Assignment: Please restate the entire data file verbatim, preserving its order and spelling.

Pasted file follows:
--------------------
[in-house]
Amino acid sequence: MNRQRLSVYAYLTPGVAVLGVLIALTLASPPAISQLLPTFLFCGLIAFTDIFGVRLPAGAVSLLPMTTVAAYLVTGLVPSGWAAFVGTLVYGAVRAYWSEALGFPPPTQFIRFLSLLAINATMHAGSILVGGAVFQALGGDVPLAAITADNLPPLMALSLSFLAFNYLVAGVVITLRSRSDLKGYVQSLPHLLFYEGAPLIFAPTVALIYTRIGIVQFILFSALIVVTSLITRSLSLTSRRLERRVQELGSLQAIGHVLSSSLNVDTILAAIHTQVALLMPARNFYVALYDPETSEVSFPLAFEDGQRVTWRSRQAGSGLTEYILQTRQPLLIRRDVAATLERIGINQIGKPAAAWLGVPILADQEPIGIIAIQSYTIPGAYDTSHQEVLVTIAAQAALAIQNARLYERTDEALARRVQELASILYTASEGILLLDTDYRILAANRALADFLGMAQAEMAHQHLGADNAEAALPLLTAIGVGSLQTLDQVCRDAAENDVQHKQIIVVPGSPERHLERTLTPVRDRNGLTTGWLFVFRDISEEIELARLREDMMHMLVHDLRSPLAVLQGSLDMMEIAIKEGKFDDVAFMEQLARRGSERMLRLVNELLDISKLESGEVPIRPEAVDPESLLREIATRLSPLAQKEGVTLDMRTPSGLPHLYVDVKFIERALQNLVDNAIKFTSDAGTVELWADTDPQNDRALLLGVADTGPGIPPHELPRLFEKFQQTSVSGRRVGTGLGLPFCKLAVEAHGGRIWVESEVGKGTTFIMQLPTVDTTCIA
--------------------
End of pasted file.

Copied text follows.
[in-house]
Amino acid sequence: MNRQRLSVYAYLTPGVAVLGVLIALTLASPPAISQLLPTFLFCGLIAFTDIFGVRLPAGAVSLLPMTTVAAYLVTGLVPSGWAAFVGTLVYGAVRAYWSEALGFPPPTQFIRFLSLLAINATMHAGSILVGGAVFQALGGDVPLAAITADNLPPLMALSLSFLAFNYLVAGVVITLRSRSDLKGYVQSLPHLLFYEGAPLIFAPTVALIYTRIGIVQFILFSALIVVTSLITRSLSLTSRRLERRVQELGSLQAIGHVLSSSLNVDTILAAIHTQVALLMPARNFYVALYDPETSEVSFPLAFEDGQRVTWRSRQAGSGLTEYILQTRQPLLIRRDVAATLERIGINQIGKPAAAWLGVPILADQEPIGIIAIQSYTIPGAYDTSHQEVLVTIAAQAALAIQNARLYERTDEALARRVQELASILYTASEGILLLDTDYRILAANRALADFLGMAQAEMAHQHLGADNAEAALPLLTAIGVGSLQTLDQVCRDAAENDVQHKQIIVVPGSPERHLERTLTPVRDRNGLTTGWLFVFRDISEEIELARLREDMMHMLVHDLRSPLAVLQGSLDMMEIAIKEGKFDDVAFMEQLARRGSERMLRLVNELLDISKLESGEVPIRPEAVDPESLLREIATRLSPLAQKEGVTLDMRTPSGLPHLYVDVKFIERALQNLVDNAIKFTSDAGTVELWADTDPQNDRALLLGVADTGPGIPPHELPRLFEKFQQTSVSGRRVGTGLGLPFCKLAVEAHGGRIWVESEVGKGTTFIMQLPTVDTTCIA